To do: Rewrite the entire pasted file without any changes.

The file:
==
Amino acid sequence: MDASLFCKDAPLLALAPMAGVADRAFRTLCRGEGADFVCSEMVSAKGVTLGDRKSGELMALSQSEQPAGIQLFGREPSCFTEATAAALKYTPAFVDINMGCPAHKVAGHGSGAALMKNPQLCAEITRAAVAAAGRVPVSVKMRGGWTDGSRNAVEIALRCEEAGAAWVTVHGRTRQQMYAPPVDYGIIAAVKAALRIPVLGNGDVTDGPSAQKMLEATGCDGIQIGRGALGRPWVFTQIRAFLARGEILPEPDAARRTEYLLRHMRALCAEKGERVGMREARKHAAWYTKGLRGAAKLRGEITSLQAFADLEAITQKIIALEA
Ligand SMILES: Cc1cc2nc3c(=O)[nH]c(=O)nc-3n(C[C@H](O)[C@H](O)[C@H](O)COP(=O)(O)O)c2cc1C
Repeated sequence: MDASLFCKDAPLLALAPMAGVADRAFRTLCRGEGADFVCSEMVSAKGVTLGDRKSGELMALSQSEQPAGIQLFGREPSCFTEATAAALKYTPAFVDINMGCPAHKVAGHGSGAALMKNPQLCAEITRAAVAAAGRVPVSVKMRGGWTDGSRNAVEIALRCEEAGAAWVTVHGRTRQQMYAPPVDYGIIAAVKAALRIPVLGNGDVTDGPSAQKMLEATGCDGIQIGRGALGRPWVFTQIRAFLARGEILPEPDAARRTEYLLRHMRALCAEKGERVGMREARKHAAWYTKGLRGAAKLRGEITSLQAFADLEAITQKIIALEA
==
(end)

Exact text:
Amino acid sequence: MDASLFCKDAPLLALAPMAGVADRAFRTLCRGEGADFVCSEMVSAKGVTLGDRKSGELMALSQSEQPAGIQLFGREPSCFTEATAAALKYTPAFVDINMGCPAHKVAGHGSGAALMKNPQLCAEITRAAVAAAGRVPVSVKMRGGWTDGSRNAVEIALRCEEAGAAWVTVHGRTRQQMYAPPVDYGIIAAVKAALRIPVLGNGDVTDGPSAQKMLEATGCDGIQIGRGALGRPWVFTQIRAFLARGEILPEPDAARRTEYLLRHMRALCAEKGERVGMREARKHAAWYTKGLRGAAKLRGEITSLQAFADLEAITQKIIALEA
Ligand SMILES: Cc1cc2nc3c(=O)[nH]c(=O)nc-3n(C[C@H](O)[C@H](O)[C@H](O)COP(=O)(O)O)c2cc1C
Repeated sequence: MDASLFCKDAPLLALAPMAGVADRAFRTLCRGEGADFVCSEMVSAKGVTLGDRKSGELMALSQSEQPAGIQLFGREPSCFTEATAAALKYTPAFVDINMGCPAHKVAGHGSGAALMKNPQLCAEITRAAVAAAGRVPVSVKMRGGWTDGSRNAVEIALRCEEAGAAWVTVHGRTRQQMYAPPVDYGIIAAVKAALRIPVLGNGDVTDGPSAQKMLEATGCDGIQIGRGALGRPWVFTQIRAFLARGEILPEPDAARRTEYLLRHMRALCAEKGERVGMREARKHAAWYTKGLRGAAKLRGEITSLQAFADLEAITQKIIALEA